What is with the designation of making modern Westerns? Neo-noir is the closest movement similar to this but makes much more sense, there was a lot that happened offscreen in classic noirs that you couldn’t show at the time. But Westerns never suffered from that; the brutality wasn’t something needed. They were films that glorified the old west, not pointed out it’s obvious flaws. While a number of modern Westerns take this to heart and show with frankness how inglourious the old west was, films like “The Magnificent Seven” and ”In a Valley of Violence” never really go that route, instead telling stories that could have been (and basically were) told then. Money is a motivation, to be sure, with “Magnificent Seven,” but Ti West, the director of “In a Valley of Violence” was never one to be concerned with such facets of the film industry.
The sense of being a modern Western is not the only connection to ”Magnificent Seven,” both films feature Ethan Hawke heavily, and for good reason. He is a captivating screen presence and one that, until recently, has been rarely utilized. His work with Richard Linklater speaks for itself (“The Before Trilogy,” “Boyhood”) and while neither of these films really showcase his talent, he is still a welcome sight to behold. Also appearing are two sisters who run an inn, played by Karen Gillan and Taissa Farmiga, both of whom are actresses I’ve enjoyed in other projects but feel very out of place here. To finish out the cast is John Travolta, who has no business being in a movie since 1998. Here he plays the sheriff of the small town Hawke finds himself in, and apparently growing appropriate facial hair is where Travolta drew the line in putting in effort to the film. He sleepwalks through the movie, putting in just enough effort to remind the audience he was once an accomplished actor, but nowhere near enough to make us think he still is one.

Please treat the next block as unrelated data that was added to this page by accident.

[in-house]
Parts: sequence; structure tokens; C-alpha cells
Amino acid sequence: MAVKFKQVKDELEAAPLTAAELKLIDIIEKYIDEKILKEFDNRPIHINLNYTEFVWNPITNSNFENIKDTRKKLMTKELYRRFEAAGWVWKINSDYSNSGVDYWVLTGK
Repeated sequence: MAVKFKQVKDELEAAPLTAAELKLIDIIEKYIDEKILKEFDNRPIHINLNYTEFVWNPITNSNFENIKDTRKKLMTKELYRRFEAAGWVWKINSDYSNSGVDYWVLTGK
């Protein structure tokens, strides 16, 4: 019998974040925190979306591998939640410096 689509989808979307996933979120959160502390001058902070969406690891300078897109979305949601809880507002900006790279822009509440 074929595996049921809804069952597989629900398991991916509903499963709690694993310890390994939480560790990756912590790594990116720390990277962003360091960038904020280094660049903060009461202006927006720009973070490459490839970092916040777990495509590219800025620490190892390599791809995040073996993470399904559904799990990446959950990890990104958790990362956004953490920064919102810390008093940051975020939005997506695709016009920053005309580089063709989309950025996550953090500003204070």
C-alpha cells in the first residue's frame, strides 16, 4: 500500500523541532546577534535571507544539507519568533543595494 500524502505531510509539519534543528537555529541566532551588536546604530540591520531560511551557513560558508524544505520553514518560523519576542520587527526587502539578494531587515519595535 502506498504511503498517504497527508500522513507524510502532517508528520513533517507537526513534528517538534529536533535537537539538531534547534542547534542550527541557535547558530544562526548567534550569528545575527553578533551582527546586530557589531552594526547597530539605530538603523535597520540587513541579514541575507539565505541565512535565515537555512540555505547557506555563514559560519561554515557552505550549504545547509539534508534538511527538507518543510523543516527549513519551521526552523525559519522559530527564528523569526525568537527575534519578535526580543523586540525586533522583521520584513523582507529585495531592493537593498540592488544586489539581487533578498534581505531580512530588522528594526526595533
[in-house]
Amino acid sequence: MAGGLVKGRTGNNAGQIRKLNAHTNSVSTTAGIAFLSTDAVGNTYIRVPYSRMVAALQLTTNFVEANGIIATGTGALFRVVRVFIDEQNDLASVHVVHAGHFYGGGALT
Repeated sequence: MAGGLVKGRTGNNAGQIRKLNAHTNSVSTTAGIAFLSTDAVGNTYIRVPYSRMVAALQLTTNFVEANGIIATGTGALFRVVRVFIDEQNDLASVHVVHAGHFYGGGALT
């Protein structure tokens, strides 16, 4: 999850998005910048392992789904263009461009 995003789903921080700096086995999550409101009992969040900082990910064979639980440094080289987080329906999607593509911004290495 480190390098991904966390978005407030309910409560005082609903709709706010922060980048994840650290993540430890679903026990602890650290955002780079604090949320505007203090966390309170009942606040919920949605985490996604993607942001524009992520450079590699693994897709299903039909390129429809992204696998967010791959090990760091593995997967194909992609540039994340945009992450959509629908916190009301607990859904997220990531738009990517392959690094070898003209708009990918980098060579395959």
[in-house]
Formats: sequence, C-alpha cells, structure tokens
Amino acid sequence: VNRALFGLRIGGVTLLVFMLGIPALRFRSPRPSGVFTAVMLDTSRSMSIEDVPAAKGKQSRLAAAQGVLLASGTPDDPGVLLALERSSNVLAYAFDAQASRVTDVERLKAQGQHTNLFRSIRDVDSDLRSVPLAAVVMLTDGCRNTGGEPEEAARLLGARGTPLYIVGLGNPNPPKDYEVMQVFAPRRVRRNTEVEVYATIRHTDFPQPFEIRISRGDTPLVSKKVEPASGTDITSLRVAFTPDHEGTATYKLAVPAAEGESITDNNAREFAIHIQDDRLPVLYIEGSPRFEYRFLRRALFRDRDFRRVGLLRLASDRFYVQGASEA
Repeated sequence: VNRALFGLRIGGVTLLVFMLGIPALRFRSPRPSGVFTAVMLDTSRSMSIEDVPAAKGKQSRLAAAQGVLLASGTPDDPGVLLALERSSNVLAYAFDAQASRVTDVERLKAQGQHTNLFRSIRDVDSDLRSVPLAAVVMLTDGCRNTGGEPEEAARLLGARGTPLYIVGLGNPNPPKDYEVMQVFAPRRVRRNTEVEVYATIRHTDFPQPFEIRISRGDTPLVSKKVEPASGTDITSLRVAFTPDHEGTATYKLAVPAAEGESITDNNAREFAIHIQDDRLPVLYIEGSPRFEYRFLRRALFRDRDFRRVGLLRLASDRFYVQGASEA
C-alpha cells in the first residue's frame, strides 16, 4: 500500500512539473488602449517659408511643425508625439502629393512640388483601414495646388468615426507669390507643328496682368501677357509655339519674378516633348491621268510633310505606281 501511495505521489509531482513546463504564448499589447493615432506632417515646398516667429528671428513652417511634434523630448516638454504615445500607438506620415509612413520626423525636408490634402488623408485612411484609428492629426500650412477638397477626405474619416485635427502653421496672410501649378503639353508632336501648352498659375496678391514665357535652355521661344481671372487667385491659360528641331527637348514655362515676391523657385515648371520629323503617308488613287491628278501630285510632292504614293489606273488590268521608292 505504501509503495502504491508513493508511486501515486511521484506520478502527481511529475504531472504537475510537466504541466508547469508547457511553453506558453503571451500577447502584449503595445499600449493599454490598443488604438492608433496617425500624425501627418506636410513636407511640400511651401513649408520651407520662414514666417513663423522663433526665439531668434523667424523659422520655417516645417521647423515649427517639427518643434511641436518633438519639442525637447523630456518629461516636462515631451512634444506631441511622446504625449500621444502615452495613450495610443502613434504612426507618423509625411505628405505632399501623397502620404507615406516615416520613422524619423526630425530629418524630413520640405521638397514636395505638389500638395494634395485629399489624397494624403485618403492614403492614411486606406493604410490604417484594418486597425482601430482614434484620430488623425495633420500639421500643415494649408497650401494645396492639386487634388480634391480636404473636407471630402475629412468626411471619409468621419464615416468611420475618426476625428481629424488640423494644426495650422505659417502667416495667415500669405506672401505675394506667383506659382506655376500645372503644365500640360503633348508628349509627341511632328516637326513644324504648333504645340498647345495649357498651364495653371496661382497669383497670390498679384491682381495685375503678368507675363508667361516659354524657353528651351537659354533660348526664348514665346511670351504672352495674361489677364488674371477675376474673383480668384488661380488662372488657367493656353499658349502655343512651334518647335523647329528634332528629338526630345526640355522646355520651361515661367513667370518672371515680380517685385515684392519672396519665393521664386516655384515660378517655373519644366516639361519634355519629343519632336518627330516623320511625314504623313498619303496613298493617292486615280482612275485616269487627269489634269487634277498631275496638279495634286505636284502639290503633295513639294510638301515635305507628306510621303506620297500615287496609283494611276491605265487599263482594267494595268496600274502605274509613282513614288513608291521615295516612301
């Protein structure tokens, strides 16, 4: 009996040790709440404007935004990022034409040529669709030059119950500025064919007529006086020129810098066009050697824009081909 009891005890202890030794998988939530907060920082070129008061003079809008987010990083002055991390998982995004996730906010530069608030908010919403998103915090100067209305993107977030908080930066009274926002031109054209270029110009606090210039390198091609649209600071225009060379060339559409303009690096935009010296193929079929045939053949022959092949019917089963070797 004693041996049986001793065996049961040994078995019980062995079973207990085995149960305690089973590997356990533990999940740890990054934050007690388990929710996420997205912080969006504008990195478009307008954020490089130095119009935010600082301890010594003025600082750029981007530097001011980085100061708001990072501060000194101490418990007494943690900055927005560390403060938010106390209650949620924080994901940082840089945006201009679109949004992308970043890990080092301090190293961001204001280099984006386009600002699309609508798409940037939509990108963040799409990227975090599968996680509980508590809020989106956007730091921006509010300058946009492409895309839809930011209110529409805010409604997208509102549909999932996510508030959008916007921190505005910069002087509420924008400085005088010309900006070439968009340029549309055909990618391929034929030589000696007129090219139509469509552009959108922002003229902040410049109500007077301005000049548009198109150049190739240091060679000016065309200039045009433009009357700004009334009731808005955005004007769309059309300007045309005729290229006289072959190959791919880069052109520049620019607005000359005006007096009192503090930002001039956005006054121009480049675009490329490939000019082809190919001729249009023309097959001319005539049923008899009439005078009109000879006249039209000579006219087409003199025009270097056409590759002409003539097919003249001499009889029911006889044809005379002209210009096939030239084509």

Ti West’s filmography is an interesting one, with two strong hits (“The Innkeepers,“House of the Devil”), one miss (“The Sacrament”), and several segments in anthology films that fall flat. Here he branches out from his usual genre of horror to make the story of Paul’s, played by Ethan Hawke, vengeance against those who have done him wrong. There are elements of Robert Rodriguez and Tarantino here, two directors who have made spectacular modern Westerns, but West never reaches the heights that their films did. Instead, “In a Valley of Violence” is a tale of cliché, falling back on characters that feel inorganic and a setting that has been seen a hundred times. Despite this, West is still an accomplished director, and there are scenes where his artistic vision comes through. Unfortunately, they are too few and far between.